Three KFOR checkpoints from Rudare to Jarinje

Pripadnici američkog KFOR-a kod Jarinja

Ahead of September 1st and the increasingly frequent announcements that an armed conflict may break out in the north of Kosovo, NATO announced that KFOR has increased its military presence and announced the deployment of new troops – if this proves to be necessary. In order to assess the situation on the ground, the KoSSev portal crew headed to Jarinje today from North Mitrovica.

If you join the main road Mitrovica-Leposavic via the bridge near Dudin Krs, you will notice that the road is closed in the direction of South Mitrovica and that there is a police vehicle stationed there.

If you head towards Jarinje, not far from the cross in Rudare, you will come across a dozen members of the Polish contingent of KFOR and two vans that were monitoring the traffic at the time we were passing by.

Polish units have been recently stationed at this location.

The Polish contingent of KFOR was also deployed to the North, i.e. near Jarinje during last year’s barricades.

Although KFOR said that it has increased its presence, the next patrol we spotted was located at the very entrance to the town of Leposavic, that is, tens of kilometers away.

On our way to Jarinje, we encountered several KFOR vehicles going in the opposite direction, as well as one armored vehicle of the special units of the Kosovo Police.

We found the next patrol, a dozen members of the US contingent of KFOR and two Hummer vehicles, approximately 500 meters from the Jarinje crossing.

Near Jarinje, that is, in the vicinity of the base of the Kosovo Police, built before last year’s barricades at this crossing, we noticed road widening works.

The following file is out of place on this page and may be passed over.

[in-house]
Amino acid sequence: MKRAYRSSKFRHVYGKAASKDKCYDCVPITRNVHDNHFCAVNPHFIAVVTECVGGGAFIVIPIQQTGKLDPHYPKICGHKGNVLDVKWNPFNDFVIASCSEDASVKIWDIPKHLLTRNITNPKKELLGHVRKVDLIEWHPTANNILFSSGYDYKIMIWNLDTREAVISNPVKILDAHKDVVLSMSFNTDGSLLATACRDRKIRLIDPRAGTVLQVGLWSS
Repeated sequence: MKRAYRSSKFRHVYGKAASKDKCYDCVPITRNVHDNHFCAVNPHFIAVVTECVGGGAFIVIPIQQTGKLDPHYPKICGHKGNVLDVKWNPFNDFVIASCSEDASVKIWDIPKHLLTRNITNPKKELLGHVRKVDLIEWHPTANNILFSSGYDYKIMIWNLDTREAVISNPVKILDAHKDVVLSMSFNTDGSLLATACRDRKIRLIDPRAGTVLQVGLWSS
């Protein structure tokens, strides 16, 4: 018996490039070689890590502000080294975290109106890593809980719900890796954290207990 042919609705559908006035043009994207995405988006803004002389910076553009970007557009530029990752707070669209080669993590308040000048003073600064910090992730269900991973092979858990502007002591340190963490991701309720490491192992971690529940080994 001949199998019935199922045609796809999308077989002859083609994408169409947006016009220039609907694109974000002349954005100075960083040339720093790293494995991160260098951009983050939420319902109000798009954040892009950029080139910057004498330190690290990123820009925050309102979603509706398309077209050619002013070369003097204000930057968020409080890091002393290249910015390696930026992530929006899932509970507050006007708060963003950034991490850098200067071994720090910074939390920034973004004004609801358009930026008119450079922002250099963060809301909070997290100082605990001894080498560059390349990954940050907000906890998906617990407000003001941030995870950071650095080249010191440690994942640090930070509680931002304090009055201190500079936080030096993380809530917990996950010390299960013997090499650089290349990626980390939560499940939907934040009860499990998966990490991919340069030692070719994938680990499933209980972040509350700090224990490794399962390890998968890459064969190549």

What we discovered during today’s tour of the Pristina-Raska main road is that the media reports about the numerous and constant patrolling of KFOR units on the Jarinje-Mitrovica main road are incorrect.

As KFOR previously confirmed for KoSSev, five permanent checkpoints were established in the entire area and mobile patrols have been increased.

The recent talks in Brussels between Albin Kurti and Aleksandar Vucic did not bear fruit.

The Kosovo government intends to implement the decision on the re-registration of all vehicles to “RKS” and start issuing an entry-exit document for Serbian citizens entering Kosovo.

On July 31st, in protest of these decisions, the Serbs set up barricades ahead of the implementation of the announced decision. The Kosovo government postponed the decision by a month following urgent consultations with the US ambassador and the EU.

Ahead of September 1st, the Kosovo side announced that it will implement the decisions. The decisions in question were met with the support of Western countries, who noted that they are in accordance with the Brussels Agreement from 2011 and 2016. As a solution, the Serbian side proposed to reinstate the use of “KS” plates and that all vehicles with KM plates be registered to “KS”, and that the decision on reciprocity with the declaration sheet be implemented – with the Kosovo Serbs being exempt from it. They accused the Kosovo side of not accepting any proposal.

On the other hand, the Kosovo side alleges that Serbia sent gendarmerie units to the north that set up barricades, as well as multi-ethnic criminal groups supported by official Belgrade are operating in the north. Belgrade is also accused of being a pro-Russian element allegedly trying to cause destabilization in the region and Kosovo itself.

NATO has increased the number of soldiers in the north of Kosovo, primarily in Jarinje and Brnjak and along roads leading to these crossings. Mainly US and Polish troops are deployed here. Currently, there are approximately 3,700 KFOR soldiers deployed in Kosovo, but that number can be increased if necessary.

In an interview for RTK, KFOR commander Ferenc Kajari called on all parties to avoid unilateral actions, and to negotiate and reach a political agreement. Kajari underlined that „setting up barricades does not help to resolve the situation.“ He made it clear that barricades will not be tolerated, that they are monitoring the work of all groups, and that there is no risk of war.

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